“No, it’s nothing,” you say quickly, waving the words away with your hands. “Forget I said it.”

Just then the group returns, though they seem eerily quiet for a bunch of men that just robbed a train.

“Something’s wrong,” says Mary-Beth.

She’s proven right when someone falls off their horse. It’s too dark to see who it is. Dutch comes into sight first. He jumps off his horse before it even comes to a stop. He goes to help the person that fell along with someone who looks like Charles.

“Arthur’s hurt!” John calls out.

What you hear is, “Time to work.”

Your stuff is at Strauss’ wagon which is where Dutch and Charles lead Arthur to. He’s got a nasty wound on his side that’s bled through his clothes. His skin has turned a scary pale and he’s barely able to walk on his own. They nearly drop him to the ground where he barely moves.

Helping your father was one thing. Actually being a doctor is another.

“Mr. Morgan, can you hear me?” you say as you start tearing apart his clothes.

He coughs. “Yes, ma’am.”

“What happened?”

“Lawman shot him,” says Javier.

It looks like the bullet went straight through, though that means having to take care of two wounds instead of one. You use alcohol to clean the wound and wash off the blood, but the sting makes Arthur grunt and clench his fists.

The others move away to give you space. With most of the blood gone you can start to work on closing up the wounds.

“How are you feeling, Mr. Morgan?” you ask.

“Like I just got shot in my goddamn gut.” He grunts again as he tries to sit up. “Where’s Micah? I’m gonna kill the sonuvabitch.”

“Just try and relax, Mr. Morgan.”

Dutch suddenly appears with a bottle of whiskey that he hands Arthur. “For the pain, son.”

Arthur wastes no time downing nearly the entire bottle at once. When he finishes he lets the bottle fall to the grass. It’s a good thing he’s got alcohol running through his system helps ease the pain of cauterizing the wounds. He stays silent, but arches off the bed a bit as his eyes squeeze shut.

Closing the wounds is easy, but you don’t know what kind of damage was done inside. But at least the worst is over as you wraps bandages around Arthur’s torso. He pulls his shirt back down when you rip the bandage off the roll with your teeth. By now he’s calmed down a bit as the whiskey does its job. You’re sure once he’s sober Micah will be getting an earful.

The camp has settled down, too. The others are clearly worried for Arthur’s well-being, particularly Dutch who keeps pacing at his own tent.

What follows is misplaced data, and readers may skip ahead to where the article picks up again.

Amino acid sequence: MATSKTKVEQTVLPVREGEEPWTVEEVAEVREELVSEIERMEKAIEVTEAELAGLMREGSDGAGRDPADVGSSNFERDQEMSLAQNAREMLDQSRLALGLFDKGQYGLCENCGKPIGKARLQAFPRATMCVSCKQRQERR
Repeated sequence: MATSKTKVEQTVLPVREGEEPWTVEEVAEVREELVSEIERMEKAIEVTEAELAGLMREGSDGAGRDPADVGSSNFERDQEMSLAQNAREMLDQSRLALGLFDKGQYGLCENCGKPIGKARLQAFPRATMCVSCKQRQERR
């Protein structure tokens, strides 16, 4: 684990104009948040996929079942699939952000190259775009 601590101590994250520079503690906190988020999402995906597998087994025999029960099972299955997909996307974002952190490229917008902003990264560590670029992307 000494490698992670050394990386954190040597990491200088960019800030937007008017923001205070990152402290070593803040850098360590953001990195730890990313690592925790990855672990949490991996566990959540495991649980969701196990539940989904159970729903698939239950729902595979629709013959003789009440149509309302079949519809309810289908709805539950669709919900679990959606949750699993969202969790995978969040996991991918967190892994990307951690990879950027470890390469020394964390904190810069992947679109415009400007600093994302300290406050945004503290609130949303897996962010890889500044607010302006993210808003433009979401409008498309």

“Mrs. Brooks, right?” says Arthur.

You cringe at the name but don’t bother to correct him. Legally, there isn’t anything to correct. But it’s a reminder of a life you’re so desperate to leave behind. You nod.

“Well, thank you, Mrs. Brooks.”

You meet his eyes, a soft hazel. “You’re very welcome, Mr. Morgan.” You pat his arm. “Now get some rest. You’ll need it.”

Arthur closes his eyes and you wait a couple of seconds to make sure he actually keeps them closed. Once you’re satisfied, you head for the full bucket of water near Pearson’s tent to wash the blood off your hands.

“How is he?” asks Dutch as he follows in step next to you.

“As long has he doesn’t develop an infection he’ll be fine.” Dutch helps pour some of the water onto your hands and you scrub them clean. “He’s lucky to have people that worry about him.”

Dutch gives a bit of a dry laugh. “Not lucky enough to not get shot.”


When morning comes you’re almost surprised to see that Arthur is alive. He’s sleeping in his bed when you go to check on him, soundlessly even. His hat has blown off his table, so you pick it up and place it back where it belongs.

He’s actually rather handsome when you get a good look at him. He’s recently shaven, though his hair is on the longer side. He has to be in his late thirties, but it can get hard to tell with outlaws like him.

“I saw that,” says Abigail as she smirked into her coffee.

“Saw what?”

She doesn’t answer, instead giving you a smile and walking away with her coffee in hand. There was nothing to see and there was nothing wrong with you getting a good look at him. His face is normally hidden by his hat and him mostly avoiding you did nothing to help. Not that it matters. What Abigail thinks is irrelevant. You just hope she doesn’t start spreading rumors.

1. night robbery 2474 0 0